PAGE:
India mum on troop numbers in Doklam

New Delhi


India on Friday declined to get into China's claim that the number of Indian troops in Doklam area has come down.

"As far as questions regarding deployment are concerned, these are operational matters whether on our side or the other side," External Affairs Ministry spokesperson Gopal Baglay said in response to a question at his weekly media briefing here.

"I wouldn't like to specifically go into them," he said.

China in a statement on Wednesday had claimed that there were around 400 Indian troops in the area "at one point", and by end of July there were 40 Indian border troops and one bulldozer "illegally staying over Chinese territory".

Troops of both countries are locked in a stand off along the border in Sikkim sector, after China attempted road construction in Bhutanese territory around mid-June. China has demanded that India withdraw its troops for dialogue to begin, while New Delhi says that both sides should simultaneously withdraw troops.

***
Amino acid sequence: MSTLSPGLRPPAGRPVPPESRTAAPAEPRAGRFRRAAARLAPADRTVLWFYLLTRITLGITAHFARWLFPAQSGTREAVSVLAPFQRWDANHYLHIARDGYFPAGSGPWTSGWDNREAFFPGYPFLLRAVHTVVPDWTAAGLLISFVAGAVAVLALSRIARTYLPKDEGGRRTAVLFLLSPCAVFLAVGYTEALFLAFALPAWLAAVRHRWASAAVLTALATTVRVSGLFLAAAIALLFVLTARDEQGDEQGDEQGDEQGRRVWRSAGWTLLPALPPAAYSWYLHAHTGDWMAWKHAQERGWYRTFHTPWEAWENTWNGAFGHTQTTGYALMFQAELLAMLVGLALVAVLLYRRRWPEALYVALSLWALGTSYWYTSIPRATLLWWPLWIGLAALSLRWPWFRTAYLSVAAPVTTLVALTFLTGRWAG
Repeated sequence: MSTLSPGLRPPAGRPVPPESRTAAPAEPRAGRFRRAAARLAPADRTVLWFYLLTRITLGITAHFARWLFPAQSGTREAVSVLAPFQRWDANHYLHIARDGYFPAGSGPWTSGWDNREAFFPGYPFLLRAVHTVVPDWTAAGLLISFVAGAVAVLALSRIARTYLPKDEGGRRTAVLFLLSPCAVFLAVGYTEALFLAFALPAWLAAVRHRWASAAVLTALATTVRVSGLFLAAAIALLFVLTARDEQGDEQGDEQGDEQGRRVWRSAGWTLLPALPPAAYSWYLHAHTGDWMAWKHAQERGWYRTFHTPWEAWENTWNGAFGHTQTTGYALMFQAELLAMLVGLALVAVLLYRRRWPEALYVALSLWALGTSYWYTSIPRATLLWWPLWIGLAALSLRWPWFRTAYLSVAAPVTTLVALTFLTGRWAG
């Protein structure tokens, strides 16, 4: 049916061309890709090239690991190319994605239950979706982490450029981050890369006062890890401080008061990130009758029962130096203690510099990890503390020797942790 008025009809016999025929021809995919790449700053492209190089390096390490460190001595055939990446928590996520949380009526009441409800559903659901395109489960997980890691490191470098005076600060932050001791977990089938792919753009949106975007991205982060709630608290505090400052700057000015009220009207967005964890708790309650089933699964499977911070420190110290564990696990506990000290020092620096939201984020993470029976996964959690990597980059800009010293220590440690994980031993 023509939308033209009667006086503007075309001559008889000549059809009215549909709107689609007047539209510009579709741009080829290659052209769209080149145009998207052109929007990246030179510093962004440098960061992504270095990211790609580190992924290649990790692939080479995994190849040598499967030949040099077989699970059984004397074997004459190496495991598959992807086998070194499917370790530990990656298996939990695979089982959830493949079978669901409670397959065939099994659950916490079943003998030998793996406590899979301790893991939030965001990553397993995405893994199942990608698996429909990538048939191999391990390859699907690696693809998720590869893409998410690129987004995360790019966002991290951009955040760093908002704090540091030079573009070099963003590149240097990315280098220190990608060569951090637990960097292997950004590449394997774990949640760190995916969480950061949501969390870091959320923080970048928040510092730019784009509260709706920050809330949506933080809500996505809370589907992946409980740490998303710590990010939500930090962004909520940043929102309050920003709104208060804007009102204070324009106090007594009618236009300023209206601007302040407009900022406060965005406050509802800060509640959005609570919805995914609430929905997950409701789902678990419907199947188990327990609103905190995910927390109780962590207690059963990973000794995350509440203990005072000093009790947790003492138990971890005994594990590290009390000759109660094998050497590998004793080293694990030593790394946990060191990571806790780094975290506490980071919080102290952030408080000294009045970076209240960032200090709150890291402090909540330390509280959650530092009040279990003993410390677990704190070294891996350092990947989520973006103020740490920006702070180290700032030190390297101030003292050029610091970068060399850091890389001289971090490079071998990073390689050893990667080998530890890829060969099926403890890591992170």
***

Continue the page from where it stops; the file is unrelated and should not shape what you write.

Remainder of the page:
Baglay, however, reaffirmed India's position on the issue which is that peace and tranquility should prevail along the border for bilateral relations to develop.

He referred to External Affairs Minister Sushma Swaraj's statement in the Rajya Sabha on Thursday that India would continue to engage with the Chinese side through diplomatic channels "to find a mutually acceptable solution on the basis of the Astana Consensus between our leaders".

Asked about India's position following the release of a 15-page document by China on the issue, Baglay referred to his statement on Wednesday wherein he said that "India considers that peace and tranquility in the India-China border areas is an important pre-requisite for smooth development of our bilateral relations with China".

Regarding Beijing's claims that it had informed New Delhi on May 18 and again on June 8 that it would build a road in that area, he said: "I have read that statement. But I don't think it is correct for us to go into every detail of diplomatic interactions."

To a question on whether Bhutan had sought India's help in the first place, the spokesperson referred to a statement issued by the External Affairs Ministry on June 30 and said: "We mentioned very clearly that in keeping with the tradition of maintaining close consultations in matters of mutual interest, Royal Government of Bhutan and the Government of India have been in continuous contact through the unfolding of these developments." - IANS